Federal Agencies' Accounting Would Not be Tolerated in Private Sector
October 14, 2002
Year after year, auditors studying the financial records of federal departments find many of them so disorganized, even chaotic, that the agencies cannot account for tens of billions of dollars. So officials simply enter multibillion-dollar balance adjustments -- thereby writing off the money.
Mitchell E. Daniels Jr., director of the Office of Management and Budget, has written to Congress that the government's accounts "would never be tolerated in the private sector," adding that "repair of a system so badly broken will not happen overnight."
In part to embarrass the agencies, the budget office this year began rating the 24 largest departments -- scoring each green, yellow or red. Green indicates that the agency's financial systems are acceptable, yellow that they are troubled but improving and red that there are serious, chronic problems.
- In June, only one agency was rated green -- the tiny National Science Foundation.
- Twenty were rated red.
- In the fiscal year ended Sept. 30, 2000, the Department of Defense entered unsubstantiated balance adjustments totaling $1.1 trillion -- down from $2.3 trillion the previous year.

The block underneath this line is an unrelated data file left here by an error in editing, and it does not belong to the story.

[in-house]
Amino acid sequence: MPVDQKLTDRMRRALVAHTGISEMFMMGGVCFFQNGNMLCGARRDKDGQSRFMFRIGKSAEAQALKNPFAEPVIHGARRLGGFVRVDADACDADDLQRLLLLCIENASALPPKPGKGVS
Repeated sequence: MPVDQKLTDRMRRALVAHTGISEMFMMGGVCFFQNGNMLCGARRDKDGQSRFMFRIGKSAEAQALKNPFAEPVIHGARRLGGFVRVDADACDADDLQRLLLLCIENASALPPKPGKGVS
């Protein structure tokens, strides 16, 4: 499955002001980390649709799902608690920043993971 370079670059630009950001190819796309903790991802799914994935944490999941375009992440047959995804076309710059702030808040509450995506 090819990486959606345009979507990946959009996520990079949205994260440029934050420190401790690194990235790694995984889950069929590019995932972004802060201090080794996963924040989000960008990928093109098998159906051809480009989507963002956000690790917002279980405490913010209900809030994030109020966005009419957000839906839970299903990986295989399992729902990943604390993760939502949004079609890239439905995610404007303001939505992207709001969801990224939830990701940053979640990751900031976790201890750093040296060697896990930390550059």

- In addition to Defense, the books of the Agriculture Department, NASA and the Agency for International Development were in such chaos they were not auditable in 2000-2001.
The Internal Revenue Service is unable to produce a hard figure for the amount of tax payments due the government -- relying instead on a statistical sample of taxes due from which it derives an estimate.
All told, for the 2000-2001 fiscal year, the Treasury Department entered a balance deduction from the government's general fund of $17.3 billion to make up for financial errors throughout the government.
Source: Joel Brinkley, "Auditors Say U.S. Agencies Lose Track of Billions," New York Times, October 14, 2002.
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